A member of the Ruidoso Downs’ Racehorse Hall of Fame, Florentine was a truly great mare with Grade 1 wins at three different tracks. During one sensational streak as a three-year-old, she won the La Primero Del Ano Derby (G1) at Los Alamitos, the Golden State Derby (G1) at Bay Meadows, the Rainbow Derby at Ruidoso Downs and then the World’s Championship Classic (G1) at Ruidoso Downs as the only female and only 3-year-old in the race. She concluded that 1987 campaign with a third in the Champion of Champions behind world champions First Down Dash and Gold Coast Express.

“By the end of the year, in the Champion of Champions, she was tired,” said Harris. She was bred and raced by White Oaks Ranch, managed by AQHA past president Ginger Hyland. “Ginger had her in the All American Sale (now the Ruidoso Super Select Yearling Sale) and wanted $100,000. The final bid was $98,000, so she went home,” said Harris. Florentine went on to be the 1995 broodmare of the year.

Jodys Glory
($120,776, champion aged stallion, winner of three listed stakes)

Jodys Glory was the horse that helped get Harris’ career to the upper level. “He overcame my weaknesses and got me started,” said Harris. “He was my first champion. He was a solid horse and such a character. If we would go awhile without a win, Brook would say to me, ‘Time to run Jody.’.”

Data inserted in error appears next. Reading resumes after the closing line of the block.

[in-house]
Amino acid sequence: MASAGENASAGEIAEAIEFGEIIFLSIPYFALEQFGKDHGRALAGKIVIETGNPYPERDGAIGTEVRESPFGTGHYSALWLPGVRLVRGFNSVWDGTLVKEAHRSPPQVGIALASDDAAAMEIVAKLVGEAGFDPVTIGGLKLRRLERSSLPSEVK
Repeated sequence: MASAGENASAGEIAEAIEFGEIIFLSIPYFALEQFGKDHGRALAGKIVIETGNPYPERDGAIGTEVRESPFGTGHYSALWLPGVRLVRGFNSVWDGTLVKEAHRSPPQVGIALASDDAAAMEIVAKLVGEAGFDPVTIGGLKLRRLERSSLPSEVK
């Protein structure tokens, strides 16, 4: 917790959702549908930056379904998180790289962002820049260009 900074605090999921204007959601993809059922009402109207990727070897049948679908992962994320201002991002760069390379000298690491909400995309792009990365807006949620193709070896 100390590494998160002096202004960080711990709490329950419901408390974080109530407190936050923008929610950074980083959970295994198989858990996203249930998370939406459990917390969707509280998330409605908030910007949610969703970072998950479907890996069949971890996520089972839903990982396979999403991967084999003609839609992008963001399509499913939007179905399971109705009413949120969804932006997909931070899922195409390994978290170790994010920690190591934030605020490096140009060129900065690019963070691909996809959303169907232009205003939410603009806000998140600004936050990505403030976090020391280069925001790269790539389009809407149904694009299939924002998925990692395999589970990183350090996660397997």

Prissy Fein
($718,996, champion 3-year-old and 3-year-old filly, Grade 1 wins in the Los Alamitos Derby, Rainbow Derby, Anne Burnett Invitational Handicap, Las Damas Handicap, won or placed in nine other graded stakes)

Harris trained Prissy Fein for part of her stellar career. He trained the filly during her championship 3-year-old year when she won the Los Alamitos Derby (G1) and Las Damas Handicap (G1) for Harris. He is standing next to listed trainer Don Farris in the win photo for the Rainbow Derby.

“She was fast … really, really fast,” said Harris. “She made a lot of money as an older horse.”

Prissy Fein earned $443,820 during her championship three-year-old season and then added $130,959 as a 4-year-old while in the Harris stable.

Harris loves racing. “It’s been a lot of fun.” he said. “Nobody can meet as many people in as many places and have that much fun.” It’s been fun for a lot of people to meet him. Count me among them.